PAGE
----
It’s wonderful. We’ve made loads of ice-cream & sorbet, and are about to start on the frozen yogurt. The web is a fantastic resource; there are loads of recipes out there, but most have to be adjusted to the size of our machine, which can only handle 600ml of contents at a time, though it came with two spare bowls & paddles, so we can always do several batches, one after another. So far we have made Stracciatella, Chocolate, Strawberry, Strawberry & Prosecco, Gin & Tonic, Cherry, Cherry & Mascarpone, Pineapple & Mango Sorbet, Raspberry Sorbet, Blood Orange & Star Anise Sorbet, & Kiwi Sorbet, many of those more than once! Kiwi sorbet is the only one that hasn’t been that popular, and I think I may try a different recipe next time I can get about 20 kiwis for £1.

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A batch of Cherry Ice Cream ready for the freezer…

Last Sunday I was given, for free, a huge bag of very ripe cherries “for your chickens” as my favourite greengrocers were starting to pack their stall down. About a quarter of them were “going over” and did go straight to the chickens (who love them) but the rest were perfectly acceptable provided I could use them up swiftly. Luckily I have an old tool for removing the stones from olives; it also works on cherries. I froze a large tray of them for future reference, gave some away, made another batch of cherry ice cream, and turned the remainder into jam, along with a few strawberries that needed to be used up, the next morning. The ice-cream has been stashed away in the big freezer, and hopefully one winter’s evening it will tickle our tastebuds into believing it’s summer once more. That said, there are lots of autumn/winter ice-cream recipes out there (blackberry & apple, quince & pear, lovely spicy things) and we’re beginning to get confident enough just to try things out for ourselves.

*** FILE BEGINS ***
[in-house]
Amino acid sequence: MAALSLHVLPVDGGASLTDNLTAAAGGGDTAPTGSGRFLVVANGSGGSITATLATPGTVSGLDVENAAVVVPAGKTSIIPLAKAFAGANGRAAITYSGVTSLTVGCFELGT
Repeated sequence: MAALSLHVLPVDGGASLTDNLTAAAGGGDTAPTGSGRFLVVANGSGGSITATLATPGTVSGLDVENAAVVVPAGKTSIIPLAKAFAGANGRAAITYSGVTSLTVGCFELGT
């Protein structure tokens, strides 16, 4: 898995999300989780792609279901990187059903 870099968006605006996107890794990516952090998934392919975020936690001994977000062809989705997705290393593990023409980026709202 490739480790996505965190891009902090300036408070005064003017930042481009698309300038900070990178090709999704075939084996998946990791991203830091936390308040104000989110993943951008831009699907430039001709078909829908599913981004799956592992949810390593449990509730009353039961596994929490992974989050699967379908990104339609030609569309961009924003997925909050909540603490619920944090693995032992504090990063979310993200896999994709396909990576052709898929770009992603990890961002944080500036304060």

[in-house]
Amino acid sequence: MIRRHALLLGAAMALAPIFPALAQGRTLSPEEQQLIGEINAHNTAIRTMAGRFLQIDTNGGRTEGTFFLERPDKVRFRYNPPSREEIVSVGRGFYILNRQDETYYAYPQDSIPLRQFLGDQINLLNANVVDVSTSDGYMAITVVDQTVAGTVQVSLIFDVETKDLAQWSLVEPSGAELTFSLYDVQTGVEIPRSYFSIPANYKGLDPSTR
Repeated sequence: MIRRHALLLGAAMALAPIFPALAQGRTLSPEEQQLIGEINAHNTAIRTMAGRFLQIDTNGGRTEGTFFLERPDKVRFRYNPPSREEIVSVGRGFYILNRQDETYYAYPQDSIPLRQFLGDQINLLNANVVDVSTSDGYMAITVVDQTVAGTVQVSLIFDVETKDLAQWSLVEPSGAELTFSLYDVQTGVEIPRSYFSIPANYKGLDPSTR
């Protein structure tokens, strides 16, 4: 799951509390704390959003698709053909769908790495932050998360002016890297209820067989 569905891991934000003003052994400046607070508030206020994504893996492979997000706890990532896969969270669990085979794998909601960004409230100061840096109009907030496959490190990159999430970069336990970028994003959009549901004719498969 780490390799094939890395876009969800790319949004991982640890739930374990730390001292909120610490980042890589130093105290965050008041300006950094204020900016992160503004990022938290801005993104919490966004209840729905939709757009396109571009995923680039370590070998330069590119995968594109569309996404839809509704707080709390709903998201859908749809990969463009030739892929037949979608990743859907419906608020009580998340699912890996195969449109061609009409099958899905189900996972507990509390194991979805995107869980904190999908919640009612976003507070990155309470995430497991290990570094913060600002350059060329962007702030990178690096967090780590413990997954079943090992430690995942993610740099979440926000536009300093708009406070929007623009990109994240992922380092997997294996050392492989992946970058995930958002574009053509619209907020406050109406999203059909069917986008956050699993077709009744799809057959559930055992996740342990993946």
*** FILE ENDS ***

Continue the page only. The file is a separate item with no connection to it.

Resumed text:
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So there you are; sometimes a secondhand bargain can let you try something out which will turn out to be well worthwhile!

 

One person’s patina…

June 9, 2019

…is another person’s dirt!

I didn’t rush to the Minster’s annual Fair yesterday. Having been unable to trade for the last six months, I have a backlog of stock to shift before I can start acquiring new pieces for my customers’ delight & delectation. But I couldn’t quite resist the lure of the bric-a-brac stall, and who doesn’t need a look through the secondhand books? You never know where you’ll find hidden treasure, even when you’re half-an-hour late…

I looked at it more than once; a little old – ladle? pot? measure? – with a long handle which looked as if it might be brass. It was mostly black and quite revoltingly greasy to touch; there was a space on the tabletop around it where other people had removed items but left this well alone. It looked as if it had spent the last 50 years in someone’s garage, accumulating a heavy coat of engine oil. But the feel was more – many years of chips, bacon and burgers – i.e. heavy kitchen grease, which is a bit more amenable to cleaning than engine oil.

“I think that’ll clean up OK,” I said as I handed over my 50p. The man behind the stall looked shocked. “But won’t that destroy the patina?” he asked, without a trace of irony.

From my point of view, there’s a big difference between patina – the honourable dings, scratches and scars of everyday use, the subtle sheen from years of handling – and sheer filth. And what’s right for an old oil-can that has spent years on a dusty garage shelf is just not appropriate on a culinary tool. People are simply not going to buy something to display (or just possibly use) in their kitchen, café or bar that looks and feels filthy, however “authentic”. I hope I’ve managed to clean it up & do it justice so that its cheeky-but-competent character shines through, along with that lovely coppery glow.

I can’t help wishing now that I’d taken a “before” picture so it would be obvious why no-one else had spotted this sweet little old handmade beauty, but here it is after half an hour with a toothbrush, a tiny quantity of 00-gauge wire wool, a cleaning agent intended for human skin, an Irish crochet hook and a lot of gentle scraping with a human thumbnail… It isn’t going to earn me a fortune, but it has earned a little place in my heart.